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7-Zip vs WinZip vs WinRAR vs Windows Comparison

Luis Silva


Every now and then you may need to compress a file or a bunch of files to copy them around or to another machine. Some people may argue that you should do a daily backup of your working files. While that's debatable, the best way to archive your backups is also compressing them. That way they are always organized in a single, compressed file.

So, it's highly unlikely you've never compressed a file before. Maybe you just haven't stopped to think wich compressing software works best for you or perhaps you had, but it was so long ago that you can't even remember when. 7-Zip is the one that works best for me. Stick around and see if that's the best for you too and you'll also get a bonus tool closer to the end.

Much more than compression ratios.

That's right. Choosing a compression tool is like buying a new car: Sometimes you'll just want the fastest car around, and that's fine. But most of the times you'll be considering if it's affordable, the mileage, safety and etc.

The same goes with compression tools. Some of them are free, some very lightweight, some are universal, some gives you that extra bit of protection and so on.

If the only thing that you can think about right now is compression ratios, don't worry, we'll get into that soon.

To get a better picture of who's best at what, I'm breaking every aspect down in a table where I sort them out and give them a score from 1 to 4, being 4 the best and 1 the worst.

I've also included a row where I score them according to my personal preferences, and I encourage you to do the same as a way to get a more personal and precise evaluation.


# Tool Price Score My Score
#1 Native Free 4 4
#2 7-Zip Free 4 4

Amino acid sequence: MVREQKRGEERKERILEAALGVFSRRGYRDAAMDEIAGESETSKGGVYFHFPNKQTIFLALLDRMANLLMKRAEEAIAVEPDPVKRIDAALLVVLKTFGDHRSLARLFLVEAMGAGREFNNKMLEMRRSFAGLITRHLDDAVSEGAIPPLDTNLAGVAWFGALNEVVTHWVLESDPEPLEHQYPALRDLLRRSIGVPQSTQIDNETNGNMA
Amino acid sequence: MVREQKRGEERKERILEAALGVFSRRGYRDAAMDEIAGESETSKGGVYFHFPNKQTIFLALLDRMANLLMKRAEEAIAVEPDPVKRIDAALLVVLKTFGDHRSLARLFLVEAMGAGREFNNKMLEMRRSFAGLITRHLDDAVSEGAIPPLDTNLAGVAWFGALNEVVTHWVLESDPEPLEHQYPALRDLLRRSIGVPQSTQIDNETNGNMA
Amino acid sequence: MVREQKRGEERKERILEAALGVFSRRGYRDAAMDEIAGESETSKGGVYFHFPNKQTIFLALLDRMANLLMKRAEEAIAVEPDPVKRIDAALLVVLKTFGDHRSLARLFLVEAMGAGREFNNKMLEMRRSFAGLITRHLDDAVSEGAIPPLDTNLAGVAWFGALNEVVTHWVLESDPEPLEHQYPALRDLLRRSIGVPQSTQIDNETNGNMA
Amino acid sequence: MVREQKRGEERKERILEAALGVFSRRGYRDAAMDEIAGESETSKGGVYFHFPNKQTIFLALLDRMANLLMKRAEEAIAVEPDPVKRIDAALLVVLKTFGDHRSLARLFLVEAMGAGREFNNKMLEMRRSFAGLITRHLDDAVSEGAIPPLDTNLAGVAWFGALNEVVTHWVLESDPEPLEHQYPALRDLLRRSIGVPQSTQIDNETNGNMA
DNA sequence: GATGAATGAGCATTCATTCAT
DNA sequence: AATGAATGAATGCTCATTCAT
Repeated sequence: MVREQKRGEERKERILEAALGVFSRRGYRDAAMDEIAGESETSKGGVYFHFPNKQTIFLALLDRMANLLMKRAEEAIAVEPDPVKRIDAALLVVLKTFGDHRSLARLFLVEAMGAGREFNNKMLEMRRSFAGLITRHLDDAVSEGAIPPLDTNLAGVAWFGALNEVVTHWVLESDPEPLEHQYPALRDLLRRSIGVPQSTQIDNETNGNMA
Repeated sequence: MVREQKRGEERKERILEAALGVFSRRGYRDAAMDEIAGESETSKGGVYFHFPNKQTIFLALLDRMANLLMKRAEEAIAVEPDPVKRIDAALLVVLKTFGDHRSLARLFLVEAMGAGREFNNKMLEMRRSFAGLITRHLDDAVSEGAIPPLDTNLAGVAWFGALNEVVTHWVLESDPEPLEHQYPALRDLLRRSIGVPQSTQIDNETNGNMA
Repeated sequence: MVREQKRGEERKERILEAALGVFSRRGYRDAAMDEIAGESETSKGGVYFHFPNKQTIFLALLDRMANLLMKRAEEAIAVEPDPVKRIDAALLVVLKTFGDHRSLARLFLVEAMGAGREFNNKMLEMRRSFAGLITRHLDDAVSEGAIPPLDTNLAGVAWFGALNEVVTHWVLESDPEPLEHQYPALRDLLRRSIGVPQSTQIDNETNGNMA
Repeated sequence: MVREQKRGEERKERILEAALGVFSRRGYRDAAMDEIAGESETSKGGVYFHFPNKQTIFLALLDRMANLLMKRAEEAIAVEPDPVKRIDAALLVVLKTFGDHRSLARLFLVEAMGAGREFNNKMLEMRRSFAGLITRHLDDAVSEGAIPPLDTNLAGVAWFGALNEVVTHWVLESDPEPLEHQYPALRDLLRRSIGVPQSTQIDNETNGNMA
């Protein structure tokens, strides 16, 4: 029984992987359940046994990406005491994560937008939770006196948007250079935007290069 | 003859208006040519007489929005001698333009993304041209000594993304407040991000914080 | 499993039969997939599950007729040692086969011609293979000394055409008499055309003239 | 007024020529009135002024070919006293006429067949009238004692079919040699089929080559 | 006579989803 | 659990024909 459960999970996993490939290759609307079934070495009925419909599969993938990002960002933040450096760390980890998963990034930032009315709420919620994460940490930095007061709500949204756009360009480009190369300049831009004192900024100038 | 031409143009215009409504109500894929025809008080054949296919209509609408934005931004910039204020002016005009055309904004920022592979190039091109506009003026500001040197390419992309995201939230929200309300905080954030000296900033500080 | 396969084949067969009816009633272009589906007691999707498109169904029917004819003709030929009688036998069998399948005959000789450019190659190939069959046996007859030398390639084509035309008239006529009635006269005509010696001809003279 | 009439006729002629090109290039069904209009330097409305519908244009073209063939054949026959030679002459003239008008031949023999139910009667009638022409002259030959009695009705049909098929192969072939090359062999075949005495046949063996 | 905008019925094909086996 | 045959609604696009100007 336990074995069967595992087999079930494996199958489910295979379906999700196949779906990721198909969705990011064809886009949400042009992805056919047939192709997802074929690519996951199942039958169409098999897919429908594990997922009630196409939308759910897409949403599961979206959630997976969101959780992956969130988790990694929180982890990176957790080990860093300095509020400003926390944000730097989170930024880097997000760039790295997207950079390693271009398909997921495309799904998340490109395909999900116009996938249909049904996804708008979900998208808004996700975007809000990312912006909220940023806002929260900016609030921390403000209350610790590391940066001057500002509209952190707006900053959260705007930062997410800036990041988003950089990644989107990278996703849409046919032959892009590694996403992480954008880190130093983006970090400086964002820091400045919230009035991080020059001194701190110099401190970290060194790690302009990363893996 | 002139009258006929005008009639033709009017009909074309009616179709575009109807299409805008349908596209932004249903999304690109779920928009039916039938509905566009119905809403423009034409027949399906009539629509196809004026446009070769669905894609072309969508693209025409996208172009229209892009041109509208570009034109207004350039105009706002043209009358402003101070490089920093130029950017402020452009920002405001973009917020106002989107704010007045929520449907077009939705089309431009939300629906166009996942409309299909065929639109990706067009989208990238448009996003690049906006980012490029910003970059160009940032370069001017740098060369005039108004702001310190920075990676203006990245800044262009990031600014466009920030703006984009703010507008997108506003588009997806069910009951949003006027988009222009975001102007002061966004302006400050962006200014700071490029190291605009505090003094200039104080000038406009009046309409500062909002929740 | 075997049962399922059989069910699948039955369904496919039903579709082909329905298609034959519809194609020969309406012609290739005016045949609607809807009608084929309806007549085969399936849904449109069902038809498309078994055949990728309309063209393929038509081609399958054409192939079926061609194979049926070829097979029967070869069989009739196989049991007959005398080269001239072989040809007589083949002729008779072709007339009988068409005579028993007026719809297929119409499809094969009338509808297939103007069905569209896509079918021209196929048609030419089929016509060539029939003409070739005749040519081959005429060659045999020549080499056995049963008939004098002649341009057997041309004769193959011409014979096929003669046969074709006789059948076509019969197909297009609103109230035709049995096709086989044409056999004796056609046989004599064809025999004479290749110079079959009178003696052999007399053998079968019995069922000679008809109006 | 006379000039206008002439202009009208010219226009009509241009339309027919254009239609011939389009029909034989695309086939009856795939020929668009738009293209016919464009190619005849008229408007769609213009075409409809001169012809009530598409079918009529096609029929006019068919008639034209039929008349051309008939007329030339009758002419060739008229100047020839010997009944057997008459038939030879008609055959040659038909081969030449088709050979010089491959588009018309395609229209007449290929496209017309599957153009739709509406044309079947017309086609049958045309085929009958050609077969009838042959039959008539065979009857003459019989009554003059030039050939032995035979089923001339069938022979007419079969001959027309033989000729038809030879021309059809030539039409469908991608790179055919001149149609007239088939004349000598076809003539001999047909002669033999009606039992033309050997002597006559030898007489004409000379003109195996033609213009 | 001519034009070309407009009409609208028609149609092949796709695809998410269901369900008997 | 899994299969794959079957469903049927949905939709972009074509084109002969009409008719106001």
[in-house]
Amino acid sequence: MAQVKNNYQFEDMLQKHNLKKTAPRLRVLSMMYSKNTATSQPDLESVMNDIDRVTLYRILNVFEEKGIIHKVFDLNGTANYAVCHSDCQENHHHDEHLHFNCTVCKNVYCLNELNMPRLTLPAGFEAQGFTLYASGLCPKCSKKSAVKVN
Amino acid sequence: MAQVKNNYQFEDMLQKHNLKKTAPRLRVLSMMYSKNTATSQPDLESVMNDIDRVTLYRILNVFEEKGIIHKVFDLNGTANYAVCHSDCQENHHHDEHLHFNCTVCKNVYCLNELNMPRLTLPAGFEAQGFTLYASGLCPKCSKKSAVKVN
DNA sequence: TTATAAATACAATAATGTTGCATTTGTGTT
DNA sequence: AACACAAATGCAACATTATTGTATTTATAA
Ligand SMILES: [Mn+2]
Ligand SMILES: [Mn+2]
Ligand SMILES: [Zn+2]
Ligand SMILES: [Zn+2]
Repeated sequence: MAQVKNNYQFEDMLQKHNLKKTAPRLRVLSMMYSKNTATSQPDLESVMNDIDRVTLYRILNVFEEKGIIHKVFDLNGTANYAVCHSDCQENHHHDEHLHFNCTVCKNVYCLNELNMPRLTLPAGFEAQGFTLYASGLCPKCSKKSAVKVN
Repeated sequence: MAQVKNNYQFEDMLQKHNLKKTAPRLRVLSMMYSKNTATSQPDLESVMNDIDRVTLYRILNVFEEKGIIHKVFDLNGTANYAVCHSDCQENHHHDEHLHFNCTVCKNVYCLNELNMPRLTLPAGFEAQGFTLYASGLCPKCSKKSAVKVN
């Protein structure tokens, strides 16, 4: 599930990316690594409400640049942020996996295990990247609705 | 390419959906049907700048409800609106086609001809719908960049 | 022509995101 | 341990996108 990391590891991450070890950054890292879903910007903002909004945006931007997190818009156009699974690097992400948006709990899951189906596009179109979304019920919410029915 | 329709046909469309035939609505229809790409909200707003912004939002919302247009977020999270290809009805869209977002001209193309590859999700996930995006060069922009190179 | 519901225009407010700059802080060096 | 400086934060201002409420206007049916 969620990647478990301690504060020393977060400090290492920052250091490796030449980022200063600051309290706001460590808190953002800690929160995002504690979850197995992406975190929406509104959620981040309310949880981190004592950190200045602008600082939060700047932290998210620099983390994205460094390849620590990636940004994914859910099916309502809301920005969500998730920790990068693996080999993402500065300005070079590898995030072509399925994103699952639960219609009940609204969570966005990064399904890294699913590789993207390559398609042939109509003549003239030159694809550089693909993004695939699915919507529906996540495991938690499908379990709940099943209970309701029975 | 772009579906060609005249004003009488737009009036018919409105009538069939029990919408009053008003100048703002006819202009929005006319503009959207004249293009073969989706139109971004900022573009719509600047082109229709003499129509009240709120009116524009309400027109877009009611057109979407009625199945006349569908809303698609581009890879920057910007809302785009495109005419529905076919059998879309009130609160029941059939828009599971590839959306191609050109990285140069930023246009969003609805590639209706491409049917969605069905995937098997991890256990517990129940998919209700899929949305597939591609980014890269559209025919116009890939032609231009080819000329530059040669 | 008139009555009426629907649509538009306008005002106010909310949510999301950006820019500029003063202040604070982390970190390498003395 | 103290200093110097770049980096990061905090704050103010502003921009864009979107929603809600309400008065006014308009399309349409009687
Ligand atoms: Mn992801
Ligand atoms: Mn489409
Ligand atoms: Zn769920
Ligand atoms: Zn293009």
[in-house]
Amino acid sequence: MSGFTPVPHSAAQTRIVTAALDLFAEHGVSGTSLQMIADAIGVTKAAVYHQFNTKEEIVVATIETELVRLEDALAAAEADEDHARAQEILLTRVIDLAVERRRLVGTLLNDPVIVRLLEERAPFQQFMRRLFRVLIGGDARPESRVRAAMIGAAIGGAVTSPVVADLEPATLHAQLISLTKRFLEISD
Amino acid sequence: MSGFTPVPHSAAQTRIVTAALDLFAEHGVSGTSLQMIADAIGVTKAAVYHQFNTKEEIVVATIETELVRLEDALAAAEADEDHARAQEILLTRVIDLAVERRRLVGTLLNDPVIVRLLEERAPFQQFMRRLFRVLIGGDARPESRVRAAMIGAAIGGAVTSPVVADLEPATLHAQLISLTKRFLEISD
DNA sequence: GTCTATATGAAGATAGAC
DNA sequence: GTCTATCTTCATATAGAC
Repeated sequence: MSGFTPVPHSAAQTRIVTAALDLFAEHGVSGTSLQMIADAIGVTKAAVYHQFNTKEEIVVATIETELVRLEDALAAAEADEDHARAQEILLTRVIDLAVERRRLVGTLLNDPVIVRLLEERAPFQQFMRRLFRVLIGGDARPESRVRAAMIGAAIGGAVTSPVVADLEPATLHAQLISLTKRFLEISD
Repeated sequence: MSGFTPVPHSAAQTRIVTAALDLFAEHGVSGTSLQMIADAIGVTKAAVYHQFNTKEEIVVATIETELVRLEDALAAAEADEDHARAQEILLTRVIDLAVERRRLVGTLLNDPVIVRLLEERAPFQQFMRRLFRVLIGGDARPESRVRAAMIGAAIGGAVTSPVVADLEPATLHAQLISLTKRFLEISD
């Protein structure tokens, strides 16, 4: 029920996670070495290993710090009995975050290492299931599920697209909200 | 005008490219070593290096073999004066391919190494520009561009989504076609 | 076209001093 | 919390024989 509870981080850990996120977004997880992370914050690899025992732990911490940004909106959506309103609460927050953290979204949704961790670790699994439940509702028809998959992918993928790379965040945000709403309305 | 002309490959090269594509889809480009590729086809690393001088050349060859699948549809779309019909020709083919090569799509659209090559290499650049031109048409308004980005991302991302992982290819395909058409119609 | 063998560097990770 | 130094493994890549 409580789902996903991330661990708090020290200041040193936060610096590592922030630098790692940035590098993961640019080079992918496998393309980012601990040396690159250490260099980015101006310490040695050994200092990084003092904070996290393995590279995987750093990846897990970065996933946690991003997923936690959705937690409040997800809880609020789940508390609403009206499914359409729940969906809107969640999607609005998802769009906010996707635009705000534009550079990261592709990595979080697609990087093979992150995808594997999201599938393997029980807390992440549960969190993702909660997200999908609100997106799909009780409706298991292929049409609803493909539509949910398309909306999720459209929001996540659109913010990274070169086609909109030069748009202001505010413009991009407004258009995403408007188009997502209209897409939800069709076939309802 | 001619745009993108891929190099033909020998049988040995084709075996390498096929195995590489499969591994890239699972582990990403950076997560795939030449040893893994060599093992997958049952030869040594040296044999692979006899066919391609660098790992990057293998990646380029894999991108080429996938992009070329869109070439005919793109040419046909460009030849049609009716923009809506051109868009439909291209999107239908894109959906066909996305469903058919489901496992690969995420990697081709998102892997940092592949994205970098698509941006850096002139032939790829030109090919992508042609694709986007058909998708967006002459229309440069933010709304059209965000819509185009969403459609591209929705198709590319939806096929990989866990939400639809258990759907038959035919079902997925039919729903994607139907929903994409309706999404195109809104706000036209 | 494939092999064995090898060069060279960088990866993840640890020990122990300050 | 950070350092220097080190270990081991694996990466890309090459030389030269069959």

#3 Winrar $40 3 3
#4 Winzip $40 1 1

That's a clear win for 7-zip and Windows native software because they all are free. Winrar starting price is about as much as Winzip, but there's one big difference between them: Winzip doesn't allow you to use it beyond the trial period unless you buy a license and Winrar will only start to display a "Trial period is over" kind of warning.


# Tool Size Score My Score
#1 Native "0Mb." 4 4
#2 7-Zip 5Mb. 3 2
#3 Winrar 7Mb. 2 2
#4 Winzip 256Mb. 1 1

While I'm sure it's not 0Mb, I cannot tell you how much lightweight the Windows native tool is because it's embedded on the operative system itself. At least you don't have to download or install any app, so that's clearly the best option if you value the lightweight and operating speed of an app. 7-Zip and Winrar could easily share a second place because they all have a low footprint profile, based on their installation folder size.

Unfortunately, Winrar takes a big hit on the Windows Registry, compared to 7-zip, mostly because Winrar supports lots of file decompression formats. But Windows Registry also plays a big part in the overall system performance, so that's something you shouldn't overlook at all.

Winzip is clearly sitting at the lowest ranking position here, with a folder that's at least a quarter of a gigabyte. This doesn't mean Winzip will slow your computer down much more than Winrar or 7-Zip because most of it's used disk space is related to it having lots of features but having lot's of entries on the Windows Registry doesn't help either.


# Tool Score My Score
#1 Winzip 4 4
#2 Native 4 4
#3 Winrar 2 4
#4 7-Zip 1 3

It's a little bit unfair to evaluate the universality of these tools because they all can compress in the traditional zip format, which is compatible with every known platform or operative system out there. Nevertheless, if you choose to compress using their native file format, there are some significant differences. Winrar is compatible with Windows, macOS, Linux, FreeBSD, and Android while 7-Zip is only available in Windows and Linux.

Supported compressing file types:

# Tool # File Types Score My Score
#1 7-Zip 7 4 4
#2 Winzip 3 1 3
#3 Winrar 2 2 2
#4 Native 1 1 3